All You Get to Keep

h1 February 24th, 2009 by jules

“There is a faith in morningtime,
there is belief in noon.
Evening will come whispering
and shine a bright round moon.”

I’m taking a moment here to tell you about Newbery medalist Cynthia Rylant’s new picture book, to be released in March from Abrams Books for Young Readers. It’s called All in a Day, and it makes me happy. I mean, “there is a faith in morningtime, there is belief in noon.” How much do you love that? The book’s illustrated with boldness and style by self-taught artist Nikki McClure, but I’ll get to that in a sec.

This is a simple (well, seemingly — Rylant makes it look and sound easy) text that nudges the reader, gently urging us to consider: Just what will you do with your today? She gives us some refreshing takes on this notion of twenty-four hours. And what a day’s promise means. Or can mean. She introduces the day as a “perfect piece of time to live a life, to plant a seed…You can make a wish, and start again…” And, as you can see below (though the text may be challenging to read), it’s also a fitting time to find our way back home. Ah, sweet. If a “day is all you have to be, it’s all you get to keep,” then in a hammock with mama, resting under the sun, looks like a good way of being to me.

One can sensibly argue that this will appeal to adults more than to the wee ones. This crossed my mind — as well as, I see by doing a quick online search, Publishers Weekly: “{C}hildren aren’t usually moved by messages about fleeting time — that’s a sentiment adults are likelier to.” True. But, even as PW points out, the youngest of children will enjoy Rylant’s rhythms as well as the sweetness of the images McClure depicts with her cut paper and X-Acto knife: a young child feeding a chicken, riding on his father’s shoulder on a trip through the woods, playing in the rain, and—as you can see above—seeing new life grow and having tender moments with mama. This is a quiet lap-sit read with a preschooler, even a soothing bed-time gem.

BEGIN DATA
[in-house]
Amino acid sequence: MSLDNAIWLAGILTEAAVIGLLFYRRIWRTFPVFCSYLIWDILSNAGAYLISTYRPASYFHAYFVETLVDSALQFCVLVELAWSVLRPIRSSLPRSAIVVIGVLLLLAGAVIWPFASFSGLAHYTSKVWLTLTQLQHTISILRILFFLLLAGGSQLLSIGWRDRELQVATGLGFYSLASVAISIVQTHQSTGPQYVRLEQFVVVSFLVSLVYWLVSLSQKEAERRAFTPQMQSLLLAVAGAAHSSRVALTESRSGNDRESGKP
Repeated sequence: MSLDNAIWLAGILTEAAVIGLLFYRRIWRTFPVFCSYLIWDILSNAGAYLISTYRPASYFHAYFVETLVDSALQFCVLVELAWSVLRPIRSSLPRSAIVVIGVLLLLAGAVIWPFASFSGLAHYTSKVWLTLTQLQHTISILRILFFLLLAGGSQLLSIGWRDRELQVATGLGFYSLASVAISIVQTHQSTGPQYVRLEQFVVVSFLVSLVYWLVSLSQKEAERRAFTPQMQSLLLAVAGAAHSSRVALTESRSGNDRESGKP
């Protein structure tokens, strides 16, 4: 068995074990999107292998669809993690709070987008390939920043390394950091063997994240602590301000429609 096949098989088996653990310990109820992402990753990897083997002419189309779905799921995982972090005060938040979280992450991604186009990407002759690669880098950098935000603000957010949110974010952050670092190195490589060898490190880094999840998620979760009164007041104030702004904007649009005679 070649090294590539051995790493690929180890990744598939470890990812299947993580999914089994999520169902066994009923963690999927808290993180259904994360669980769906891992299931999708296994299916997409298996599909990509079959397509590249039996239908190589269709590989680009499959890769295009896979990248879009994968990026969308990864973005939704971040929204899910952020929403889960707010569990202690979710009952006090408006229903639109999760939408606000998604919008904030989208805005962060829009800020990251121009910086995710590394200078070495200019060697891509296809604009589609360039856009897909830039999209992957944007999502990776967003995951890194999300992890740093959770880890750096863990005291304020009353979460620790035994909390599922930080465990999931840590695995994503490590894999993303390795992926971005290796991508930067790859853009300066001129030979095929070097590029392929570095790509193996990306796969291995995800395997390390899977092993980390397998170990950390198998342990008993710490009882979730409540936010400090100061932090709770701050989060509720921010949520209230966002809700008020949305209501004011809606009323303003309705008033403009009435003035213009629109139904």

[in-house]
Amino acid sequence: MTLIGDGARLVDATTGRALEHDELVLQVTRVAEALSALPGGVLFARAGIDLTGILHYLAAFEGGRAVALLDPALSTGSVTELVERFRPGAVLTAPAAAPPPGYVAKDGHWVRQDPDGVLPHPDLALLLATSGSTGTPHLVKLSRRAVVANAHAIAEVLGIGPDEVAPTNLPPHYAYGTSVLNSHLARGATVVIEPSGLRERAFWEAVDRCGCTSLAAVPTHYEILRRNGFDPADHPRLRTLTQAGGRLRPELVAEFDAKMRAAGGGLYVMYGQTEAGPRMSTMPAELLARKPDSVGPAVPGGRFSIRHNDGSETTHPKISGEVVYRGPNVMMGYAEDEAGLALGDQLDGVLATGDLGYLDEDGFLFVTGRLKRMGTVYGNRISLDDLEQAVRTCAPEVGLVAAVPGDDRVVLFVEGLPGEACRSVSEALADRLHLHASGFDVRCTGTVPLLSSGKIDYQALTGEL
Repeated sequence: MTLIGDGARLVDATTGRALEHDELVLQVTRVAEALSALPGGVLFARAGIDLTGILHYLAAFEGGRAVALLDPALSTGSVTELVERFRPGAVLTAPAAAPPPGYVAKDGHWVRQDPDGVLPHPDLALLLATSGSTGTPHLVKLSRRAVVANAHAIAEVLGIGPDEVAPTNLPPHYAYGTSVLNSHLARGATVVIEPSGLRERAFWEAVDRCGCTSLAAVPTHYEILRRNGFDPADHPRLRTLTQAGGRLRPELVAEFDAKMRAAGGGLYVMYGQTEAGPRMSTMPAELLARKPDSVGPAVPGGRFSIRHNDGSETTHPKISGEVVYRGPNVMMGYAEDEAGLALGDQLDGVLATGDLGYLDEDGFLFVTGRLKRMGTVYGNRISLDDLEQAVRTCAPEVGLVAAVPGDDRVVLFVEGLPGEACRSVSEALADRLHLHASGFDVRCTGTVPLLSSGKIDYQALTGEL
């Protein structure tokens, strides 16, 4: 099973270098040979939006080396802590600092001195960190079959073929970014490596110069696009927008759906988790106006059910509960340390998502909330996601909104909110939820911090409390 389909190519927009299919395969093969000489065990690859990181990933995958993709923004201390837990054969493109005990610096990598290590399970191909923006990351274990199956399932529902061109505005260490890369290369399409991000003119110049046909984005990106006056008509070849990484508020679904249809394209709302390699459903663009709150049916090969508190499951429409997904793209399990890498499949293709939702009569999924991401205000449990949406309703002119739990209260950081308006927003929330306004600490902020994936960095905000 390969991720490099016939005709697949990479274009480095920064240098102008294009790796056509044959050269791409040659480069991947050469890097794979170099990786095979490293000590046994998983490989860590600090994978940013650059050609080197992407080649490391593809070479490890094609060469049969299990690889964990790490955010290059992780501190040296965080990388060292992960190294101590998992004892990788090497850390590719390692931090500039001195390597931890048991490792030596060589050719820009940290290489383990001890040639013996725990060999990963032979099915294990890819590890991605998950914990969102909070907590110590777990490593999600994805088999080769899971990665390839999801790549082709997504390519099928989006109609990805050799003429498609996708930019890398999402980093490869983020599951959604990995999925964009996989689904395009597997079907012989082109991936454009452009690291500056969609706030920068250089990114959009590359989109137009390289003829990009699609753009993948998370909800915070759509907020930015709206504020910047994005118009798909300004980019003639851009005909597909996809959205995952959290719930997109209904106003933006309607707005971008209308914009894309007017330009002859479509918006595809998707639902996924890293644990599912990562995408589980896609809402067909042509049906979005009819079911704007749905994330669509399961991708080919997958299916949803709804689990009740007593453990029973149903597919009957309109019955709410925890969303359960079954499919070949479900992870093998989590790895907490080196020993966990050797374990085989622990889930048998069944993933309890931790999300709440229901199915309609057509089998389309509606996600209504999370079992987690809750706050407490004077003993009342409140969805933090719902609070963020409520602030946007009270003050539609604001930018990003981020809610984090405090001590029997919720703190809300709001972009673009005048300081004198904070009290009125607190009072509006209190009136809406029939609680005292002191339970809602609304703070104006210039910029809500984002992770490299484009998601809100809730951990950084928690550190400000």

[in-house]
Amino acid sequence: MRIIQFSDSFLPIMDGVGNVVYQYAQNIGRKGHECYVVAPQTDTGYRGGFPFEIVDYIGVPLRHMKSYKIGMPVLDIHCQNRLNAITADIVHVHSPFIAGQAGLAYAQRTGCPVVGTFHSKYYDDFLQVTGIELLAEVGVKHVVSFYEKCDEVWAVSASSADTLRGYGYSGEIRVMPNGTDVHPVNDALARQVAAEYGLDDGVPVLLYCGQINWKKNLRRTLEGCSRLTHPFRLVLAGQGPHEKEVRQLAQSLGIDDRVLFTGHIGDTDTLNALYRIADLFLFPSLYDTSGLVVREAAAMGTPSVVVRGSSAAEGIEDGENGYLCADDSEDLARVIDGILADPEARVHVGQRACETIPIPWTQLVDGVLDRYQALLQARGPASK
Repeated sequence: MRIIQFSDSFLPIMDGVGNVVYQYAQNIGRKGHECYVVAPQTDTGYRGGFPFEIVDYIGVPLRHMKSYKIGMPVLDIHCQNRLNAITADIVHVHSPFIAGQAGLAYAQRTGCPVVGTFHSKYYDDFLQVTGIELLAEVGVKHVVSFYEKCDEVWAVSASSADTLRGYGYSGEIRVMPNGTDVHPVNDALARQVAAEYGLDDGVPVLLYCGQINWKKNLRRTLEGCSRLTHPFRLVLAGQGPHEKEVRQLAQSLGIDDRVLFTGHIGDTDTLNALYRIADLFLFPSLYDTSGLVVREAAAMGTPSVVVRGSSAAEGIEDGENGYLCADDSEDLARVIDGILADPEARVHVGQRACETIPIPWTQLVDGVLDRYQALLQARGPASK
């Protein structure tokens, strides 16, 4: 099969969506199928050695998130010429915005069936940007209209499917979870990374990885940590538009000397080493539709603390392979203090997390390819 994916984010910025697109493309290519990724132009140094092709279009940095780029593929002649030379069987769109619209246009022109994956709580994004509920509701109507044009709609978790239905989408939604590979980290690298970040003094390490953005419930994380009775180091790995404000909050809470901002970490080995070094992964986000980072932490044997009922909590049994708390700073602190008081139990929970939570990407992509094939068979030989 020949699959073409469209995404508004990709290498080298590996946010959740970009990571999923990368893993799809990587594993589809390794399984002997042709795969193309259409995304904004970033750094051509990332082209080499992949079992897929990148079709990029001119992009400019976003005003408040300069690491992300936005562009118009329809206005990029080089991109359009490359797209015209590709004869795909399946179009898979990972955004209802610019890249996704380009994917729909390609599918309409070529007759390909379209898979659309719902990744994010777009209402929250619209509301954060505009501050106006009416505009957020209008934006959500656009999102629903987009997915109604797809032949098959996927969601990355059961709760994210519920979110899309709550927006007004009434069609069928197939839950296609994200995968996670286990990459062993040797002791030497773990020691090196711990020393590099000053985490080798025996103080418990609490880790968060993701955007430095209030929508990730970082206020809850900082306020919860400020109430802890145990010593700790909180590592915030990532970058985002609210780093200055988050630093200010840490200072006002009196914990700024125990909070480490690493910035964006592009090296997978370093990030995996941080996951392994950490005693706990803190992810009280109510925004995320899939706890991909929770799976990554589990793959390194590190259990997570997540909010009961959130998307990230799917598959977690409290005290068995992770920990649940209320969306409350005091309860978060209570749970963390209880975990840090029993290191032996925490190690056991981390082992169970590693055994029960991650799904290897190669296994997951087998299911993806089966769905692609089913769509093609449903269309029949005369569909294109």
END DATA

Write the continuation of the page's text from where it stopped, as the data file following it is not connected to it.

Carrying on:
McClure, as you can see, keeps the color choices simple: alternating blue and yellow backgrounds. It’s striking. (“Color is distracting to me. I like things black and white,” she told Chad Beckerman in the interview referenced below.) Her unobtrusive artist’s note at the close of the book explains her paper-cuts for budding artists observant enough to see the tiny print:

First, I draw the image on black paper, and then I cut it out with an X-Acto knife. I keep everything connected by a path of black paper. The paper becomes lace-like as the image emerges. I decide the width of line and what will be black or white as I cut. There is no erasing, so if I make a mistake, I just have to keep cutting and find a solution. The cut paper is then scanned, and color is added by computer.

I don’t need to point out to you devoted, astute 7-Imp readers that this notion of the artist’s inability to erase — keep working, no going back, “find a solution” — is yet another manner of meeting the day, whether we want to or not. Fitting, I think, McClure’s medium.

And don’t miss, as mentioned above, “mild-mannered book Designer/Art Director” Chad Beckerman’s recent interview with McClure.

So, I’m off. You’re off. “The past is sailing off to sea, the future’s fast asleep.” Your seven impossible things before breakfast are complete, right? Enjoy the promise of your day.